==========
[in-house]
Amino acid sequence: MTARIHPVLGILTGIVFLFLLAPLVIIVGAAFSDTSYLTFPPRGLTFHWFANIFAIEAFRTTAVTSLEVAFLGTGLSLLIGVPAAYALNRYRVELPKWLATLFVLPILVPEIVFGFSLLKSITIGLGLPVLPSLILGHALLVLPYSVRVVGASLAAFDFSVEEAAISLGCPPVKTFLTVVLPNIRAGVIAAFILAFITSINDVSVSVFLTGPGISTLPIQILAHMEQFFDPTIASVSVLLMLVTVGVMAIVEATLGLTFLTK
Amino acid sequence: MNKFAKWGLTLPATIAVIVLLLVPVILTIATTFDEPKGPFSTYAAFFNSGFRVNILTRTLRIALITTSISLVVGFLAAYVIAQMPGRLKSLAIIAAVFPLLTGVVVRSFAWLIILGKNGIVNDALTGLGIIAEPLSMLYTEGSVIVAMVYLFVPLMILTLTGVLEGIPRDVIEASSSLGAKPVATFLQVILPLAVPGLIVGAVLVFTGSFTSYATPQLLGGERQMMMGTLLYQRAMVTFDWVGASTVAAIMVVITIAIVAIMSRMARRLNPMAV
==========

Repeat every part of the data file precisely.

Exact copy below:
[in-house]
Amino acid sequence: MTARIHPVLGILTGIVFLFLLAPLVIIVGAAFSDTSYLTFPPRGLTFHWFANIFAIEAFRTTAVTSLEVAFLGTGLSLLIGVPAAYALNRYRVELPKWLATLFVLPILVPEIVFGFSLLKSITIGLGLPVLPSLILGHALLVLPYSVRVVGASLAAFDFSVEEAAISLGCPPVKTFLTVVLPNIRAGVIAAFILAFITSINDVSVSVFLTGPGISTLPIQILAHMEQFFDPTIASVSVLLMLVTVGVMAIVEATLGLTFLTK
Amino acid sequence: MNKFAKWGLTLPATIAVIVLLLVPVILTIATTFDEPKGPFSTYAAFFNSGFRVNILTRTLRIALITTSISLVVGFLAAYVIAQMPGRLKSLAIIAAVFPLLTGVVVRSFAWLIILGKNGIVNDALTGLGIIAEPLSMLYTEGSVIVAMVYLFVPLMILTLTGVLEGIPRDVIEASSSLGAKPVATFLQVILPLAVPGLIVGAVLVFTGSFTSYATPQLLGGERQMMMGTLLYQRAMVTFDWVGASTVAAIMVVITIAIVAIMSRMARRLNPMAV